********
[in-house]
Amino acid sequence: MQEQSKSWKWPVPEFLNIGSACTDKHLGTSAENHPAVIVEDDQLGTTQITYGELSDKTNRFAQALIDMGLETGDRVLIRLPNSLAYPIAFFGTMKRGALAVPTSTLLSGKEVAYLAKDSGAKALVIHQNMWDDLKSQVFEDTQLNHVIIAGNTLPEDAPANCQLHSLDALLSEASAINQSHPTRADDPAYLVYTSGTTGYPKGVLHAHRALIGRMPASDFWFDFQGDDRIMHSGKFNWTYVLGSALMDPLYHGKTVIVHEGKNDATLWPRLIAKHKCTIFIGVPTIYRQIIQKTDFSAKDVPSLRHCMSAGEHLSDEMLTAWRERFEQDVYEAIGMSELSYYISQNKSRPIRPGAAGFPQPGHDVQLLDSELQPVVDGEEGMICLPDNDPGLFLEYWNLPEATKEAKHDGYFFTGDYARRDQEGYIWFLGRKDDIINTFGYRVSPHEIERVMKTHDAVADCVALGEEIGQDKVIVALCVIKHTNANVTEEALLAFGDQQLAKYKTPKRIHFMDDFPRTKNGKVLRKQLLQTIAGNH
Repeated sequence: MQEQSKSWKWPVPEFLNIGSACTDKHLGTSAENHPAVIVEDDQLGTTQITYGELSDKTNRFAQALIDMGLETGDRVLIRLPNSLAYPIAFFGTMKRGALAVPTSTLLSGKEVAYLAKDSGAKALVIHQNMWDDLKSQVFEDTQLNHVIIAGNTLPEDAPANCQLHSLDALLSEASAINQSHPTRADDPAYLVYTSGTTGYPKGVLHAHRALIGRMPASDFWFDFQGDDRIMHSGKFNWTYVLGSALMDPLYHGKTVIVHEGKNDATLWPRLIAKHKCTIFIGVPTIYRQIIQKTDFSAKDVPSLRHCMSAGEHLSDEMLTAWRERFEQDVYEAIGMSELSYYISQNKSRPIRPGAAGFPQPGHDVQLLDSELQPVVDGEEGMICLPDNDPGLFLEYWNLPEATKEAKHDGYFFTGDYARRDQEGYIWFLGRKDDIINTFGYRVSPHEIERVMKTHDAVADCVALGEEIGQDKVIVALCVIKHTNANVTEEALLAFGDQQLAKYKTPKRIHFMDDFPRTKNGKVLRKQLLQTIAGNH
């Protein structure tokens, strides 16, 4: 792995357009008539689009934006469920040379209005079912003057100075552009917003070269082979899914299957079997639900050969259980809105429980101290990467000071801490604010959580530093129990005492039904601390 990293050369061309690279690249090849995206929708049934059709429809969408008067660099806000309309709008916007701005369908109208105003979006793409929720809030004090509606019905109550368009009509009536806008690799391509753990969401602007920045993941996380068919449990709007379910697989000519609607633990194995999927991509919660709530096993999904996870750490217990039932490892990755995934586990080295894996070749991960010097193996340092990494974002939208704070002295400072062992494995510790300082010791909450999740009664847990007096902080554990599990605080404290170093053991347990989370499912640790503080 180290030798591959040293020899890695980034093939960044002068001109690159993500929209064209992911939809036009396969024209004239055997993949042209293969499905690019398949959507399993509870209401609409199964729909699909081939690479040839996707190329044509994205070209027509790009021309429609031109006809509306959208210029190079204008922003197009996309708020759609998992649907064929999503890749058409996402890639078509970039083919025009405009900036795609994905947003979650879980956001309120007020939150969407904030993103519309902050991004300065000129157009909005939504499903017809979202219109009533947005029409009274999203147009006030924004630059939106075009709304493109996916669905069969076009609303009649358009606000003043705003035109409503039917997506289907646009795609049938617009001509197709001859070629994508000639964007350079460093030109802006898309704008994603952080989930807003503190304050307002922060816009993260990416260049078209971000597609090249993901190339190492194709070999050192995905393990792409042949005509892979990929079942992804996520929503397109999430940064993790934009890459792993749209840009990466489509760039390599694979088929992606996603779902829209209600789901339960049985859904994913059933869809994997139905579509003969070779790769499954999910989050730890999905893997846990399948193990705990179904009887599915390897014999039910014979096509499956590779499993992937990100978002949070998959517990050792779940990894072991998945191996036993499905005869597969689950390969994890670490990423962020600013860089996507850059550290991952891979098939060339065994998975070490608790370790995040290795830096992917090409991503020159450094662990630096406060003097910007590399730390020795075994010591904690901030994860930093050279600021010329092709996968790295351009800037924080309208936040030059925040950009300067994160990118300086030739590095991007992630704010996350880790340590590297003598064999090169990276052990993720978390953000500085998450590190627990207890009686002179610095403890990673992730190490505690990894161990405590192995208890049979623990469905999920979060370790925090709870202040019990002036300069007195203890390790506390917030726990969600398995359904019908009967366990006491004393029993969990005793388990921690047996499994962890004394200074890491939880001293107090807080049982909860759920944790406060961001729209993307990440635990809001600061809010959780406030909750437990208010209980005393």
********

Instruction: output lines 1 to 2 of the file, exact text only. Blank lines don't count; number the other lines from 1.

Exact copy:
[in-house]
Amino acid sequence: MQEQSKSWKWPVPEFLNIGSACTDKHLGTSAENHPAVIVEDDQLGTTQITYGELSDKTNRFAQALIDMGLETGDRVLIRLPNSLAYPIAFFGTMKRGALAVPTSTLLSGKEVAYLAKDSGAKALVIHQNMWDDLKSQVFEDTQLNHVIIAGNTLPEDAPANCQLHSLDALLSEASAINQSHPTRADDPAYLVYTSGTTGYPKGVLHAHRALIGRMPASDFWFDFQGDDRIMHSGKFNWTYVLGSALMDPLYHGKTVIVHEGKNDATLWPRLIAKHKCTIFIGVPTIYRQIIQKTDFSAKDVPSLRHCMSAGEHLSDEMLTAWRERFEQDVYEAIGMSELSYYISQNKSRPIRPGAAGFPQPGHDVQLLDSELQPVVDGEEGMICLPDNDPGLFLEYWNLPEATKEAKHDGYFFTGDYARRDQEGYIWFLGRKDDIINTFGYRVSPHEIERVMKTHDAVADCVALGEEIGQDKVIVALCVIKHTNANVTEEALLAFGDQQLAKYKTPKRIHFMDDFPRTKNGKVLRKQLLQTIAGNH